Walking to the Tube, I felt a bit better, leading me to wonder if the congestion was more the result of an allergy to S&A’s cat than anything viral. I emerged from the Tube on Whitehall and sought coffee in a caf next door to the Red Lion pub. (If it’s not one liquid it’s another, innit?) As I walked out and headed over into St. James Park, the skies opened, and it began raining. Great. I knew I should have bought a brolly.
There was a caf in the park, so I sought shelter and more coffee. For the next hour, the rain kept stopping and starting. By the time I got to Buckingham Palace (for reasons that elude me), it was bucketing down. By this time, I was cold, wet, and the thick throng of tourists was making me cranky, so I turned around and headed back toward Piccadilly to look for a place to buy an umbrella, and perhaps find a place to grab something to eat and dry off.
I ended up on Charing Cross Road and ducked into a pub called the Princess of Wales. The barmaid explained in an impenetrable Scottish brogue that most of the beer was off, so I had a hard cider and ordered lunch. I had fortunately brought a guidebook (Rough Guide) Steven loaned me, which was better than mine (Lonely Planet). I spent an hour reading it and drying off, and decided that I would do better avoiding the hardcore touristy things and seeking out instead more offbeat (and potentially less crowded) sights. As I was reading about all the various London neighborhoods, I couldn’t help but have Robyn Hitchcock’s “Trams of Old London” running through my head.
Trams of old LondonFed and reasonably dry, I had a plan, headed over to the Tube and went up to Russell Square. By the time I got out of the Tube, the rain had stopped. So I made my way over to 48 Doughty Street and the Charles Dickens Museum.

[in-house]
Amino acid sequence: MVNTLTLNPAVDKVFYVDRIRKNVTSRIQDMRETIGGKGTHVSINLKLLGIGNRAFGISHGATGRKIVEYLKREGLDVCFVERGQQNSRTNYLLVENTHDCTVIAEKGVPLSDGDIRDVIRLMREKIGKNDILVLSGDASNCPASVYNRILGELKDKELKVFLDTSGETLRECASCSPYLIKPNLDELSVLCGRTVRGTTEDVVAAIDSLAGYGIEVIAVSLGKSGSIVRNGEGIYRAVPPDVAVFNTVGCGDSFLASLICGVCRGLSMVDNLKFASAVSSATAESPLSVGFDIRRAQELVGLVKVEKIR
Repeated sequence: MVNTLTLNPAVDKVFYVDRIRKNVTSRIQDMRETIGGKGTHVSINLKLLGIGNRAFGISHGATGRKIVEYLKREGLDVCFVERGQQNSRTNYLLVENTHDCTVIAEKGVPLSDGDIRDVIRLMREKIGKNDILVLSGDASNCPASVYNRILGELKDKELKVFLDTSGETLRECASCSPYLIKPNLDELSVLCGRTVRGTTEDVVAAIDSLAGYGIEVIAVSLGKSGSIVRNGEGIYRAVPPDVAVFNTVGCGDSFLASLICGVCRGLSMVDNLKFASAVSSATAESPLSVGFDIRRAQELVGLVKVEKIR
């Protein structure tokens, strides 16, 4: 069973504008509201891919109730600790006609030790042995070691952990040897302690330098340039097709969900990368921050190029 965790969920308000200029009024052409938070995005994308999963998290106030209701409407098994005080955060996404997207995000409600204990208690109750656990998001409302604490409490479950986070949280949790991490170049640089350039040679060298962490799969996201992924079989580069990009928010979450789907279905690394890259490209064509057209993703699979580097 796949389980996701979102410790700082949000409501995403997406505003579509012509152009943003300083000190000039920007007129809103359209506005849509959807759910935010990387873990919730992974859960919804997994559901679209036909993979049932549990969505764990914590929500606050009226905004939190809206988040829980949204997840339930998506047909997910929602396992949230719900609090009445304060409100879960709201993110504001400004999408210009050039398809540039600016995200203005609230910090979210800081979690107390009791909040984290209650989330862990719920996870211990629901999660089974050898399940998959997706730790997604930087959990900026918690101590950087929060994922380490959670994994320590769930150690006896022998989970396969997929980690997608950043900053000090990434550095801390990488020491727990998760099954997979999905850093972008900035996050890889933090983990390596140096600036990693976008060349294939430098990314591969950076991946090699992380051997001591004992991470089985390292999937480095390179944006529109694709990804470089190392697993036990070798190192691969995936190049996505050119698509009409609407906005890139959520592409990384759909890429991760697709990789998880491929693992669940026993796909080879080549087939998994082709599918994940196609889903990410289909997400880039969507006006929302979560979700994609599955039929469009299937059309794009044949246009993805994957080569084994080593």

Taking my baby into the past, and it’s
Trams of old London blow my mind
Ludgate, Fenchurch, Highgate Hill
Rolling slowly up there still
Waterloo and Clerkenwell
Out to Aldgate East as well.
On a clear night you can see
Where the rails used to be
Oh, it seems like ancient myth
They once ran to Hammersmith
Through Electric Avenue
Brixton down in southwest too, uh-huh
Teddington and Kennington
Twickenham and Paddington
In the blitz they never closed
Though they blew up half the roads
Oh it hurts me just to see 'em
Going dead in a museum
This house is where Charles Dickens lived from 1837 to 1839—not a long stay, but it is the only surviving one of the several places Dickens had lived.
It houses the largest and most important collection of Dickensiana. I decided to spend the two quid for the audio tour. It was in this house that Dickens finished Pickwick Papers, his first major work and the one that launched his career as a writer. He also wrote Oliver Twist there, his first “real” novel, followed by Nicholas Nickleby. He had moved there shortly after his marriage to Catherine, and by 1839, their third child was born (jeepers, it was a busy period, wannit?) and the Dickenses began searching for larger quarters, moving to Regents Park in 1839.
Naturally, I was curious if they had anything on Edmund Wells:
Bookshop Customer: Can you help me with "David Coperfield"?Just about all of Dickens’ novels were published in serial form; that is, in installments. His original contract was to produce a certain number of pages, and he kept overwriting—I know the feeling! Since this was before typewriters, Dickens wrote everything by hand—his original manuscripts show some crossouts and changes, but he was remarkable at generating a good first draft. And if you’ve seen the length of his books, his printers must have felt good about their job security—this was the day before automated typesetting, when all type was set letter by letter. I get the sense that someone was right about to smash Dickens over the head with a typecase.
Bookshop Proprietor: Ah, yes, Dickens.
P: (pause) I beg your pardon?
C: No, Edmund Wells.
P: I... *think* you'll find Charles Dickens wrote "David Copperfield", sir....
C: No, no, Dickens wrote "David Copperfield" with *two* Ps. This is "David Coperfield" with *one* P by Edmund Wells.
P: "David Coperfield" with one P?
C: Yes, I should have said.
P: Yes, well in that case we don't have it.
C: (peering over counter) Funny, you've got a lot of books here....
P: (slightly perturbed) Yes, we do, but we don't have "David Coperfield" with one P by Edmund Wells.
C: Oh...how 'bout "Grate Expectations"?